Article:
The Draft Should No Longer Exist, here’s why.


Photo provided by: JOELL

ROTC cadets, Brian Garay, Dylan Hutton and Stephen Mackenzie are seen practicing commends on the field during a drill practice on Wednesday, Jan. 22.

Aurora Jimenez Castro, Entertainment Editor

In 1955, the Eisenhower administration officially declared war on Vietnam. For nearly 20 years after, over 300,000 young men were drafted to serve and were mailed a letter determining their fate, whether they wanted it or not. Those who served with grit and honor, unaware they would later succumb to PTSD, permanent injury and Agent Orange related illness. A young man in Puerto Rico was one of these men called to action. He continues to be proud of his service and is the most patriotic American I know, but I see the gloss over his eyes. It has been over 45 years, but he still cannot hike through a forest, lay near mangrove trees or enjoy a cold day near the ocean. History does not repeat itself, but it often rhymes. 

I have never known a United States not at war, but I have also never lived through the use of the draft. The war in Afghanistan started in October of 2001, in an era of extreme income inequality right before one of the worst recessions in history. Nineteen years later, the war in Afghanistan still rages on, and a war with Iran is a looming possibility, but a draft remains unnecessary. Not due to overwhelming support for the war or a mass sense of patriotism but because a dire lack of government assistance means the U.S. Armed Forces has become an economic safety net.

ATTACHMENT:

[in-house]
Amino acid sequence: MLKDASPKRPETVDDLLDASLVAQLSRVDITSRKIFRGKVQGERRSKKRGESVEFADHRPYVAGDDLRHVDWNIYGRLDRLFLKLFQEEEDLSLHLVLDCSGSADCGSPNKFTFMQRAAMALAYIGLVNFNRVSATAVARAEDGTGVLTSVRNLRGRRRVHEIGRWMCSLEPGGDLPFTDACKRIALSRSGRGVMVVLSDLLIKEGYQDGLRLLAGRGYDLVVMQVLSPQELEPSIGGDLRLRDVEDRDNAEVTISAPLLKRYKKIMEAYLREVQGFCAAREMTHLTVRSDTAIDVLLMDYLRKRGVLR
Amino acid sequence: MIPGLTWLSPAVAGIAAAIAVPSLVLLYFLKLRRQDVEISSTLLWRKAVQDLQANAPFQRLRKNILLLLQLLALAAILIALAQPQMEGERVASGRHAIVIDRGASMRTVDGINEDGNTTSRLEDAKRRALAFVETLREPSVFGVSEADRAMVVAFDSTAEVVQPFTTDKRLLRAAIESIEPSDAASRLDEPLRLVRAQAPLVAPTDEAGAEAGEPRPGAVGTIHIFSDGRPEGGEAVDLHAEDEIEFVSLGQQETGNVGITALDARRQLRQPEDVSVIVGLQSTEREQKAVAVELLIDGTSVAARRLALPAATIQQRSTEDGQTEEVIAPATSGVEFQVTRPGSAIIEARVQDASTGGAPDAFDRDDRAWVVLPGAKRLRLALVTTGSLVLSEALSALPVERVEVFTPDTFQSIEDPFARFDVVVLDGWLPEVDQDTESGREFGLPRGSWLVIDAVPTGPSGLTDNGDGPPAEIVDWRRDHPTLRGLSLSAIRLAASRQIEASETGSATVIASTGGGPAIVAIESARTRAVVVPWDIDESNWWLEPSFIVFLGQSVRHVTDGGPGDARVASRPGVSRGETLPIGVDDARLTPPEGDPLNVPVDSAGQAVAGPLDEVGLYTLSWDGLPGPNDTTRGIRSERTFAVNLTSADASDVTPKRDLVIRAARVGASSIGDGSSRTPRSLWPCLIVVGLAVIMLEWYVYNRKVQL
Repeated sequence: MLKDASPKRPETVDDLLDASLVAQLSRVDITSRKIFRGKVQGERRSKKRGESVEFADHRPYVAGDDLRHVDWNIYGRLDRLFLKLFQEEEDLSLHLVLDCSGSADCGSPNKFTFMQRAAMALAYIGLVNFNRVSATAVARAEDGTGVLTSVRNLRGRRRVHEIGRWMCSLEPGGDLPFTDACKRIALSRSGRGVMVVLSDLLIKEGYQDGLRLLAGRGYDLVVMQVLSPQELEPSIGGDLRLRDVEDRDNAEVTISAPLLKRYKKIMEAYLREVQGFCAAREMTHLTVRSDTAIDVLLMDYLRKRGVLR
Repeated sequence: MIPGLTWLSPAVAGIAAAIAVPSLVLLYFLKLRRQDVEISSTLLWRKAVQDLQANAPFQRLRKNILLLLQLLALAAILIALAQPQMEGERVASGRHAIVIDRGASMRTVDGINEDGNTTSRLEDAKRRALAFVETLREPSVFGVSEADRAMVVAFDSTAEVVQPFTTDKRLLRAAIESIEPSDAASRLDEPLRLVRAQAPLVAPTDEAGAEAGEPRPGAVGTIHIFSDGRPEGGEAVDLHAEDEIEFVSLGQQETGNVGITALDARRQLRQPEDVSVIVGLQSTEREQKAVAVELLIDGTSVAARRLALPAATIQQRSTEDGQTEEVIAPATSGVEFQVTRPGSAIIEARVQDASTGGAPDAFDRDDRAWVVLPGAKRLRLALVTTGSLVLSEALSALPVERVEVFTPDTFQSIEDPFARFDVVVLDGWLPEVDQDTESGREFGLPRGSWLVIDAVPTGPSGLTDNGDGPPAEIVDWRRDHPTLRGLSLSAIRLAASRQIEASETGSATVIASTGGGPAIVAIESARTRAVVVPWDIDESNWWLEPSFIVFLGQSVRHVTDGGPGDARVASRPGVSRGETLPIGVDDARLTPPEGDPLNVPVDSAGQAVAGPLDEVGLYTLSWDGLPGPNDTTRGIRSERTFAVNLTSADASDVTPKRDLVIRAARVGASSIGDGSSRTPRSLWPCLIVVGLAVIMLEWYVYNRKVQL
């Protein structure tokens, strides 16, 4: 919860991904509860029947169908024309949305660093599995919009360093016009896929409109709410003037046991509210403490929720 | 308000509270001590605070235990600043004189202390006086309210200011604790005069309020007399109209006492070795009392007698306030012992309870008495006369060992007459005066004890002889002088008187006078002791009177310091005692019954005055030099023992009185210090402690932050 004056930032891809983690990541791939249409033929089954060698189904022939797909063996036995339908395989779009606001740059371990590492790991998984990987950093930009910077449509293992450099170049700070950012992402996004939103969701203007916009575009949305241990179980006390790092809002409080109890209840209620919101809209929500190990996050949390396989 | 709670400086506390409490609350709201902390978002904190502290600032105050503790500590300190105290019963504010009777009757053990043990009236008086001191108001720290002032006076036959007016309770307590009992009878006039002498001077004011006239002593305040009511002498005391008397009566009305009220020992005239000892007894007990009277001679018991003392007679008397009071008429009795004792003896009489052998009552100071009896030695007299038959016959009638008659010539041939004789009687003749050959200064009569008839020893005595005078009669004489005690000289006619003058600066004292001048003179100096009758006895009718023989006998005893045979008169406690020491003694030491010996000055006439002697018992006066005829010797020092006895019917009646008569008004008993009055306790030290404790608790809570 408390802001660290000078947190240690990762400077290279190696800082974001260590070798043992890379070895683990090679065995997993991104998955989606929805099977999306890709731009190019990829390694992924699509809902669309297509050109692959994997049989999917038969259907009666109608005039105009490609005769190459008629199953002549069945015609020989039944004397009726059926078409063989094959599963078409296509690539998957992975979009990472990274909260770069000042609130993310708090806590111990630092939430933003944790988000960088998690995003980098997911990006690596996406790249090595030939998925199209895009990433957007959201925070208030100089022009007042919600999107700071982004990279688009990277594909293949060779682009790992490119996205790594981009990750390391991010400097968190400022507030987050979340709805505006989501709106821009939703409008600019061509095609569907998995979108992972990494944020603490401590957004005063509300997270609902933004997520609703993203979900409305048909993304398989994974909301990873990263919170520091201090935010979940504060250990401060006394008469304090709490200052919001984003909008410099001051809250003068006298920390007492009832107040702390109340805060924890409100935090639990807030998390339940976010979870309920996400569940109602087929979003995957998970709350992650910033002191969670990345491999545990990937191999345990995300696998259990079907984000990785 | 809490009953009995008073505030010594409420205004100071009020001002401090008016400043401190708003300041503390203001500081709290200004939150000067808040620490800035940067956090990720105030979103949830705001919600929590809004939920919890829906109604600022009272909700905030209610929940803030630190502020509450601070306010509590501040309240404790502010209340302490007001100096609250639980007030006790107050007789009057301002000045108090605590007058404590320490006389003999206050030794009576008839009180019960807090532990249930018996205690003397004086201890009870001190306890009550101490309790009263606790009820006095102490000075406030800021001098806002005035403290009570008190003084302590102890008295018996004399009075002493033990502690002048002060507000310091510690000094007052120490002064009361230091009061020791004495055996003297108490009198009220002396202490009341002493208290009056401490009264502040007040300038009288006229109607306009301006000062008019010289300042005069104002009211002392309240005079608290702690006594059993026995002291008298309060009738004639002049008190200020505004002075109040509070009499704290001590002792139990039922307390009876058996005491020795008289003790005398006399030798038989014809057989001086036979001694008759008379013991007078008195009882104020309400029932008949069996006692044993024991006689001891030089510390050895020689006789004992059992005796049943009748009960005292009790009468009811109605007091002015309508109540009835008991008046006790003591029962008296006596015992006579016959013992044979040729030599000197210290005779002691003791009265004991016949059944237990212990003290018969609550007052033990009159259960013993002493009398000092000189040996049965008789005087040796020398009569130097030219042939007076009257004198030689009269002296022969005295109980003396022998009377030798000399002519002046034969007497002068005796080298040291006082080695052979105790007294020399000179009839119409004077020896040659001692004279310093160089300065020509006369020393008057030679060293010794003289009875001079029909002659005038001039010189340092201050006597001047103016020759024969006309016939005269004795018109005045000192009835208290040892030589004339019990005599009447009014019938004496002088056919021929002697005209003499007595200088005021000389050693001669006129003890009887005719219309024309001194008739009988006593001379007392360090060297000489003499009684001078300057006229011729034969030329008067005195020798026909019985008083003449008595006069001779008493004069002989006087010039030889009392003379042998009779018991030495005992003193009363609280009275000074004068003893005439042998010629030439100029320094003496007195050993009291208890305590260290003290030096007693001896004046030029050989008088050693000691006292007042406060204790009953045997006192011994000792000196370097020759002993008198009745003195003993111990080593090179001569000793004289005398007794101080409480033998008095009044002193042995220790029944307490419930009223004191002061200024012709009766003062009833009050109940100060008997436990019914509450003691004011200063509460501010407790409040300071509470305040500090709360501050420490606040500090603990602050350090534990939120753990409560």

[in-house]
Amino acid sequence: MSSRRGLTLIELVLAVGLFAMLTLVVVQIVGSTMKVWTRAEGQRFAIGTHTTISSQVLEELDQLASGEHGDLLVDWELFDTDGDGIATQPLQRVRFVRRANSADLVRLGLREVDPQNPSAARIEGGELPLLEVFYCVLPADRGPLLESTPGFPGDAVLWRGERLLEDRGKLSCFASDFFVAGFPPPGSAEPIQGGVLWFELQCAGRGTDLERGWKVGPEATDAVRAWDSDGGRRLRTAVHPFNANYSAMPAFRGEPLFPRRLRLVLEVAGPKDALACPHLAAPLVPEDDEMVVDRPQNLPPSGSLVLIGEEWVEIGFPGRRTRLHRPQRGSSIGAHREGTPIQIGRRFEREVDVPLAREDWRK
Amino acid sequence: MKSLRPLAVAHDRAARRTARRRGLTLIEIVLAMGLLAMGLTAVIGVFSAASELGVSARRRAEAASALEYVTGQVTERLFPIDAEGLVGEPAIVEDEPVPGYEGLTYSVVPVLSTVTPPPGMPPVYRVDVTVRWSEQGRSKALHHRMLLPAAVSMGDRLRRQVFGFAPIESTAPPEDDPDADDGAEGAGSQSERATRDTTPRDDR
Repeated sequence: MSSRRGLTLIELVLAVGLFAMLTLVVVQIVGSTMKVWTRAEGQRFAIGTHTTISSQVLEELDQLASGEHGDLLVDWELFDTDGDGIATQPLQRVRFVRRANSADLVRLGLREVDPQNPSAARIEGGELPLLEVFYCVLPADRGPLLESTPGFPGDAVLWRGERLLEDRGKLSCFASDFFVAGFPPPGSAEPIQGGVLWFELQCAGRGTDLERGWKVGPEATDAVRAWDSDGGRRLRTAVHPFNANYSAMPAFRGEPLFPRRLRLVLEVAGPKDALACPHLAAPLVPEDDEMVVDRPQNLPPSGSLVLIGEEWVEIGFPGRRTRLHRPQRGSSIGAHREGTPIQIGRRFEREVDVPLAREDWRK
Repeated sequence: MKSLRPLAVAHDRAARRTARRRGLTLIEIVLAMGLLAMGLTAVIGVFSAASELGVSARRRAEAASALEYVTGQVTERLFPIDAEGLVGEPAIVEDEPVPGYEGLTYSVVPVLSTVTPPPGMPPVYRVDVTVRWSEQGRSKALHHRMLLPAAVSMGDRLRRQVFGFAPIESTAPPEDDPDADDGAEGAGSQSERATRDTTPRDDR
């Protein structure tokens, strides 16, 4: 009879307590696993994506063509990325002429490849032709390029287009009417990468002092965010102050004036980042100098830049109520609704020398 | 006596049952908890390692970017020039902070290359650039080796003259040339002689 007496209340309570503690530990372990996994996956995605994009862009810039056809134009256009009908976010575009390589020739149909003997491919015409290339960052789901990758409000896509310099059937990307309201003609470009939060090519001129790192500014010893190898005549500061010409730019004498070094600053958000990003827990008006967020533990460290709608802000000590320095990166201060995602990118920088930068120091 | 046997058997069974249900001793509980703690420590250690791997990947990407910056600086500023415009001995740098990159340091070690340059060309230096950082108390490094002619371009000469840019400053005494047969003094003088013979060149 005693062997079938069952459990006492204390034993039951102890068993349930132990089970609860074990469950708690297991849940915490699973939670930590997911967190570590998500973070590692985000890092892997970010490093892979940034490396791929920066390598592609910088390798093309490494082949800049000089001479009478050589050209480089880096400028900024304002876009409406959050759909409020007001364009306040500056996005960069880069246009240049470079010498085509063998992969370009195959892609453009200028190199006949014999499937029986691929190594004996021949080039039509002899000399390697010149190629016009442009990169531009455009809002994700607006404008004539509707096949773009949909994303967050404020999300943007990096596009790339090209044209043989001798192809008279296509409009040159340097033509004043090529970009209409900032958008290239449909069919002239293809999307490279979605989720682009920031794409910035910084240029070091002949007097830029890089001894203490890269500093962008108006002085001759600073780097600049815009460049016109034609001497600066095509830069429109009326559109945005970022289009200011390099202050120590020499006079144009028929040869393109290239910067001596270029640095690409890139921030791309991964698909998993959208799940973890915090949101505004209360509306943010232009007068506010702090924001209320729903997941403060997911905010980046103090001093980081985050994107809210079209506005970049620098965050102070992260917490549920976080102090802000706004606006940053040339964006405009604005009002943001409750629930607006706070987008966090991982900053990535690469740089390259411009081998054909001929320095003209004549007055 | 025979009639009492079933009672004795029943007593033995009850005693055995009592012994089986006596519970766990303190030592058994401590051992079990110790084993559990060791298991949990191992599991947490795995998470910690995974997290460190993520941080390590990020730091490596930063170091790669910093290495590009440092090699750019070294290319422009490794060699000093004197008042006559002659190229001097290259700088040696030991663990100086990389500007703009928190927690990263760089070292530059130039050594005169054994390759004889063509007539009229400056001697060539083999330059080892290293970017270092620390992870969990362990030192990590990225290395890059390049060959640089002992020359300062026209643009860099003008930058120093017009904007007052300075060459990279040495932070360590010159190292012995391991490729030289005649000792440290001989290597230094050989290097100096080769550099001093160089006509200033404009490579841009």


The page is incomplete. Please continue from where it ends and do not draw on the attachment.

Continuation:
The United States is the only major developed country to not have a universal healthcare system, making GoFundMe, a company that amassed over $650 million in donations last year, more reliable than any lackluster government program or exploitative insurance plan. Pile massive amounts of medical debt alongside the 44 million Americans facing student loan debt amassing over $1.5 trillion and simply living in the United States a struggle. The middle class is no longer a safe socio-economic stronghold. The United States Armed forces has become the most reliable source for necessary economic assistance. The GI Bill, VA Health services and job programs, all welfare initiatives that the US refuses to put into place for everyone, making the military alluring for many. Poverty, class divisions and extreme debt have become the new draft.

No taxation without representation is a motto that literally helped found the United States, but that same government who fought for that policy drafted and aims to recruit hundreds of thousands who are not fairly represented in government or policy. The commonwealth of Puerto Rico is a hotbed for high school army recruiters, the island has a 45 percent poverty rate, and a fatal lack of monetary assistance from the US Federal Government. The same country that refuses to give the island a voting member of Congress, who cuts food stamps and welfare for over 670,000 inhabitants is expecting young Puerto Rican citizens to fight for them. If the United States refuses to tax without representation they should keep the same sentiment with the draft. No fighting for foreign interests and leaving everything you love behind without representation- not as catchy, I know.

Talk of the draft has made the rounds again, incompetent foreign policy in Iran has put the United States at the brink of another endless war. Forty years ago that young Puerto Rican man was shipped to war, he is proud of his service but that is the point, he still would have served even if not drafted. As long as extreme poverty and income inequality still exists in the richest country on Earth, the draft remains unnecessary. Free college, steady healthcare for your whole family and support from veteran organizations seems like a fair trade off for potential death when you have none of those things. The draft is cruel and unnecessary at best, fatal at worst.